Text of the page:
By Barry Lando
Since 9/11, the overriding concern of U.S. policy across the Middle East and Central Asia has been to defeat al-Qaida and other radical Islamic groups. Hundreds of billions of dollars are being spent on that obsession. Yet when the secret history of the current “Arab Spring” is written, we may learn that one of the many unintended consequences of U.S. attempts to keep up with—and influence—the historic events was to provide a flood of new recruits to radical Islam.
The immediate cause: Saudi intervention in Bahrain.
While America and its allies have launched a military effort to protect the rebels in Libya, the Obama administration has voiced only muted protests as its major Arab ally in the region, Saudi Arabia, crushes the rebels in Bahrain—with what could be ruinous reverberations for all concerned.
The rebels in Bahrain are predominately Shiites who have long chafed under minority Sunni rule. Riding a surging wave of popular protests, the Shiites seemed to be on the road to forcing the government in Manama to accept at least some of their demands.
With the U.S. 5th Fleet based in Bahrain, American officials have also been concerned about the unrest. But their attempts to encourage the government to meet some basic demands for change failed. U.S. Defense Secretary Robert Gates, visiting Manama on March 12, criticized the regime for its “baby steps” toward reform.
Meanwhile, King Abdullah in neighboring Saudi Arabia looked on with horror as the Arab Spring came sweeping toward him. The Saudi elite, Sunnis themselves, have their own restive Shiite minority to contend with. The king was also concerned that a Shiite breakthrough in Bahrain would strengthen Iran’s sway in the region.
Even more alarming for Abdullah was the alacrity with which President Barack Obama turned his back on one-time dictator allies. America’s unceremonious dumping of Egypt’s Hosni Mubarak was a shocking harbinger. Could Washington’s remaining key Arab ally be next?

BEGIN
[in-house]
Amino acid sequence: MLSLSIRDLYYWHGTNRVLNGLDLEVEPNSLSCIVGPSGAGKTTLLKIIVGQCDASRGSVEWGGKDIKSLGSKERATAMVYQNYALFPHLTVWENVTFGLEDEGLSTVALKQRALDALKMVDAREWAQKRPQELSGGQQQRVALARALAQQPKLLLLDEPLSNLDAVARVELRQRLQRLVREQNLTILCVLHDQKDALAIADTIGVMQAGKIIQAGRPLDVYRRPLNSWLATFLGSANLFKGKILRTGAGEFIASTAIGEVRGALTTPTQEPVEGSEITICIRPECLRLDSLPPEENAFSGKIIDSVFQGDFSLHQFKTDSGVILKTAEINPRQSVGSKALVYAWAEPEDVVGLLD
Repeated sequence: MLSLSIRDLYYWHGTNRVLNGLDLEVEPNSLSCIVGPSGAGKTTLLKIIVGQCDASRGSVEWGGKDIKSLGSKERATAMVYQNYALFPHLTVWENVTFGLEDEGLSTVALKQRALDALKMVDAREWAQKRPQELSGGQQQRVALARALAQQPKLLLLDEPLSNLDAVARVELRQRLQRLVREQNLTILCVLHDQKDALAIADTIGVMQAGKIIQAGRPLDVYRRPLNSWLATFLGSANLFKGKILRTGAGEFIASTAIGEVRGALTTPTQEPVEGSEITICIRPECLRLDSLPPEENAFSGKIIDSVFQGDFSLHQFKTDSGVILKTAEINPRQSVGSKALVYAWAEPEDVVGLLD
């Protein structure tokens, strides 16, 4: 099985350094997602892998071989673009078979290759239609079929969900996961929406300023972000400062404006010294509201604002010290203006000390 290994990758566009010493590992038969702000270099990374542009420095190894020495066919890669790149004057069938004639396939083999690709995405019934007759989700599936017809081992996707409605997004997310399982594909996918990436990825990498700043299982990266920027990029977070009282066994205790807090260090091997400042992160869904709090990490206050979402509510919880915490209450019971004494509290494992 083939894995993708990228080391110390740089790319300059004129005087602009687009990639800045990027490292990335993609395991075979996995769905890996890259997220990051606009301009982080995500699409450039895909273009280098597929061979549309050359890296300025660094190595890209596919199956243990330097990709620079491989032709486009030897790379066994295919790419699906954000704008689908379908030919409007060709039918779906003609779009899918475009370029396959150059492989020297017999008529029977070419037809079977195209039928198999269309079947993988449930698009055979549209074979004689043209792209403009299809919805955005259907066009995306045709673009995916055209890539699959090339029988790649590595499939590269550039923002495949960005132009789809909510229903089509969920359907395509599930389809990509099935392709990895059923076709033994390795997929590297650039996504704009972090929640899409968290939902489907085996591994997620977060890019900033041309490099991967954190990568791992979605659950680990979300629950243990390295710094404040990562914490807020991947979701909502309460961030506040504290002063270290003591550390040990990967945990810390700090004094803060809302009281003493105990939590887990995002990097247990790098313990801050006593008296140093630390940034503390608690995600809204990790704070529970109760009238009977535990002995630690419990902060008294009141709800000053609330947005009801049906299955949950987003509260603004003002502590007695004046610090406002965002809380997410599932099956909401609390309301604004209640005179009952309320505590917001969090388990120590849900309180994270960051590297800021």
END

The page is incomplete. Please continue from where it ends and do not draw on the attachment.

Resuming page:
Thus, on March 14, the Saudis (along with their Persian Gulf allies) finally acted. They dispatched a thousand troops along with tanks and armored vehicles across the causeway that separates them from Bahrain to help brutally stifle the revolt.
In the process, the Saudi king reportedly ignored a specific request from Obama to stay out. The hell with the duplicitous Americans! He’d had enough of following Washington’s lead. The Americans were shocked and humiliated. Relations between the two governments are supposedly at a nadir.
That’s the official version. But when the history of these events is written, I imagine the real facts will tell a more Machiavellian tale: that the U.S. in fact gave a tacit go-ahead to the Saudis to act—with disastrous results.
There have been some unconfirmed reports to that effect, and they make sense. There was a trade-off: Libya for Bahrain. Without the Saudis, the U.S. could never have convinced the Arab League to ask for the creation of a no-fly zone over Libya. And without that Arab League resolution, the intervention in Libya would never have occurred. The Saudis and their Gulf partners are also taking part to some extent in that intervention, to provide at least a façade of Arab participation.